For the beginning artist, often one of the biggest obstacles to overcome is the belief that in order to be successful you must live in or near a big city and thus have access to large, upscale galleries and their big-money clients. In fact, for the beginning artist, geography is largely irrelevant. Having access to a large metropolitan area is important for the beginning artists ONLY in that it allows them to visit these museums and galleries as spectators and students. Insofar as selling is concerned, I dare say NO beginning artist is going to walk into a major gallery, portfolio in hand and gain representation. That doesn't even happen in the MOVIES. But, regardless of place of domicile, the artists CAN succeed if he or she will simply ADAPT. This takes on a number of different elements, but the key word is versatility--letting your environment shape your career, instead of trying to shoehorn someone ELSE'S model success story into your own personal situation.
Though I'm by no means a model success story, here's some advice I've garnered from experience, books, and hearsay. 1. Work from your home. Storefronts are expensive ego trips and 90% of them fold within 90 days. 2. Take classes or else TEACH classes, either way you're going to learn a lot. 3. Collect books on any and all art that interests you including art history--you may learn far more "how to" from them than from the "how to" books. 4. Join a local arts group--no man (or woman) is an island. United you expand, divided you crawl. 5. Do self-portraits. You get to know yourself and you always have the model handy when you show your work. 6. Build a tear file--pictures torn from any source you can find that you think you might even CONCEIVABLY have a use for. Mine occupies the better part of a two drawer file cabinet. 7. Discipline yourself. Take pride in the fact that you work when you don't feel like it. 8. Do local color. Hit the parks, monuments, bridges, schools, churches, stores, post offices, factories first, and THEN start doing that which sells over again from other angles, in other mediums, at other times of the day and year, and in other formats. After that, start doing some of the more outstanding homes in the area. THIS WORKS!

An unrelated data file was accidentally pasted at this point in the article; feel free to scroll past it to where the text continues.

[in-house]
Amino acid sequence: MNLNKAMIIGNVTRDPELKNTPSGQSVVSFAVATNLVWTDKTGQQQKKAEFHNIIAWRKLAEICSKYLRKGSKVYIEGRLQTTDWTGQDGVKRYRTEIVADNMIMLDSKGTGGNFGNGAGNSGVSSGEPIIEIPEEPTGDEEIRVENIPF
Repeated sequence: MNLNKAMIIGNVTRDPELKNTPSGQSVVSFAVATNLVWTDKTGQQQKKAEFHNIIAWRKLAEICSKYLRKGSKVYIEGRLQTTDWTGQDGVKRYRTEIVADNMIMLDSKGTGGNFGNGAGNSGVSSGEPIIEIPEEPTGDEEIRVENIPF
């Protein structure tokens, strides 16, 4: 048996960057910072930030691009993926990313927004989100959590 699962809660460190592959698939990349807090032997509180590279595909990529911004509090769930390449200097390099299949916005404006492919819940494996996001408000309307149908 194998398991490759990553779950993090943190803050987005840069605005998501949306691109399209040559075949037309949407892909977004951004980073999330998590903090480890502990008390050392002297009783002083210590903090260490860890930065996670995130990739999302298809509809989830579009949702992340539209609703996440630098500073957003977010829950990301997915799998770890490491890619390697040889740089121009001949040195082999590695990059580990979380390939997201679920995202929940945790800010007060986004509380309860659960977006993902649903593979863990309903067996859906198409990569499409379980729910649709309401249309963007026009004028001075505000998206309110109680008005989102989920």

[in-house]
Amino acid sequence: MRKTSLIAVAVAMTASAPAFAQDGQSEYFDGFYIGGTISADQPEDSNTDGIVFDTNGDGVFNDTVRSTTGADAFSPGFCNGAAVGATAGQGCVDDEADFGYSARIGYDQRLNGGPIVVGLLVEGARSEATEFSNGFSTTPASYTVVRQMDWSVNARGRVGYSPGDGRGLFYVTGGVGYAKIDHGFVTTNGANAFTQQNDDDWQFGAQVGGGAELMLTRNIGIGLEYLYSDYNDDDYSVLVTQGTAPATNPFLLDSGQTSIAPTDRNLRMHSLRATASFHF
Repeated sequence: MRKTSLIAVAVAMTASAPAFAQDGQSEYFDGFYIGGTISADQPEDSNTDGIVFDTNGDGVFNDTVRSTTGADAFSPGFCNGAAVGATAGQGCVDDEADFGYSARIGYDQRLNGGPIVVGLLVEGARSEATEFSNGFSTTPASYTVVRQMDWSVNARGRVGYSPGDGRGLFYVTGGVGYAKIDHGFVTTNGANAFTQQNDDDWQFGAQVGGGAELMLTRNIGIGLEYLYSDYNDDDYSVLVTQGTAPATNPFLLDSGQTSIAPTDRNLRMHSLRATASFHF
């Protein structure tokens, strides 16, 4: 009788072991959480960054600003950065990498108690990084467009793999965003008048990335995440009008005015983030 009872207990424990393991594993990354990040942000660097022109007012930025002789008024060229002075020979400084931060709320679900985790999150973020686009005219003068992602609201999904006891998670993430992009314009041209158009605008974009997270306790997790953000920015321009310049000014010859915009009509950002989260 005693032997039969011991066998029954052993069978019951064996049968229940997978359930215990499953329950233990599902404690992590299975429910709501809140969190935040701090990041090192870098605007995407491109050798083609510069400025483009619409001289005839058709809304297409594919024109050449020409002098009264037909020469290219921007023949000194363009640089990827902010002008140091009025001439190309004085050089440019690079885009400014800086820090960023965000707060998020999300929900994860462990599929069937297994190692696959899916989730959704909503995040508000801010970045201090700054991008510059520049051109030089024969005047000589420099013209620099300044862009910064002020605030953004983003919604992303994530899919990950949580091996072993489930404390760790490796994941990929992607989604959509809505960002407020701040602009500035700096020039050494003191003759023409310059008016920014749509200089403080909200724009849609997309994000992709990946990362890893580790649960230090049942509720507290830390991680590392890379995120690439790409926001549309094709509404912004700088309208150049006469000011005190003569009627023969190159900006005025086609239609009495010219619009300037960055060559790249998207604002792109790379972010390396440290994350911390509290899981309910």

Don't miss the humble in search of the grandiose. A row of mail boxes can be far more interesting than a row of mansions. Once you have a body of work, 9. arrange an art show in a public place--a library, store window, local gift shop, your church, an office, any clean, attractive place open for hours at a time over a period of days or weeks. 10. Learn to take good, utilitarian photos. You're not going to be displaying them so they need only be good enough, not perfect. 11. Do matting and framing. It takes some space, some new skills, and some time, but it allows you to control the piece of artwork from conception to sale; and in a low-volume situation, the savings and income adds up quickly. 12. Enter area (within 100-200 miles) juried shows. Even if you don't win, even if you don't even get in, they're fun, educational, and important to your career. 13. Promote but don't advertise. Business cards, a brochure, a newspaper article, that's promotion. Ads are a waste. 14. Keep your own books and other records. Know where the money comes from and where it goes to. 15. Price to sell. If you get too busy, raise your prices, if the opposite is true, lower them. And finally, the word I used at the beginning, the most important thing in all this cheap advice--BE VERSATILE. Learn to do it all. It's the highest compliment that can be paid an artist.